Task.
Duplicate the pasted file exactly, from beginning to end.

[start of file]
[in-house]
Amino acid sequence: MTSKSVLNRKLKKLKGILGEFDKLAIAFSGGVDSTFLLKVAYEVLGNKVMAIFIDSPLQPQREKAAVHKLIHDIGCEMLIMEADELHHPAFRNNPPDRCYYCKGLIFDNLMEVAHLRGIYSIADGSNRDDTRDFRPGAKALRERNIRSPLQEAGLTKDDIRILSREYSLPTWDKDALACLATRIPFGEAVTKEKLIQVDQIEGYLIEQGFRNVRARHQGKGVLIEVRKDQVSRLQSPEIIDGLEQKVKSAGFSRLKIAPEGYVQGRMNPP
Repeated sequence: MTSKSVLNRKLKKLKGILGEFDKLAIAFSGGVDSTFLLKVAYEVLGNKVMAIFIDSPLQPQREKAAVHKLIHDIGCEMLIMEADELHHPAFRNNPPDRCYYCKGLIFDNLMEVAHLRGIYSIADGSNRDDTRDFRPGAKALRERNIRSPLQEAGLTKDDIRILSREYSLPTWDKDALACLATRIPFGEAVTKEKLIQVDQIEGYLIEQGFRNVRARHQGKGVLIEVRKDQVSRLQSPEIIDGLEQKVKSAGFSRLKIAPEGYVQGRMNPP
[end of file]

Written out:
[in-house]
Amino acid sequence: MTSKSVLNRKLKKLKGILGEFDKLAIAFSGGVDSTFLLKVAYEVLGNKVMAIFIDSPLQPQREKAAVHKLIHDIGCEMLIMEADELHHPAFRNNPPDRCYYCKGLIFDNLMEVAHLRGIYSIADGSNRDDTRDFRPGAKALRERNIRSPLQEAGLTKDDIRILSREYSLPTWDKDALACLATRIPFGEAVTKEKLIQVDQIEGYLIEQGFRNVRARHQGKGVLIEVRKDQVSRLQSPEIIDGLEQKVKSAGFSRLKIAPEGYVQGRMNPP
Repeated sequence: MTSKSVLNRKLKKLKGILGEFDKLAIAFSGGVDSTFLLKVAYEVLGNKVMAIFIDSPLQPQREKAAVHKLIHDIGCEMLIMEADELHHPAFRNNPPDRCYYCKGLIFDNLMEVAHLRGIYSIADGSNRDDTRDFRPGAKALRERNIRSPLQEAGLTKDDIRILSREYSLPTWDKDALACLATRIPFGEAVTKEKLIQVDQIEGYLIEQGFRNVRARHQGKGVLIEVRKDQVSRLQSPEIIDGLEQKVKSAGFSRLKIAPEGYVQGRMNPP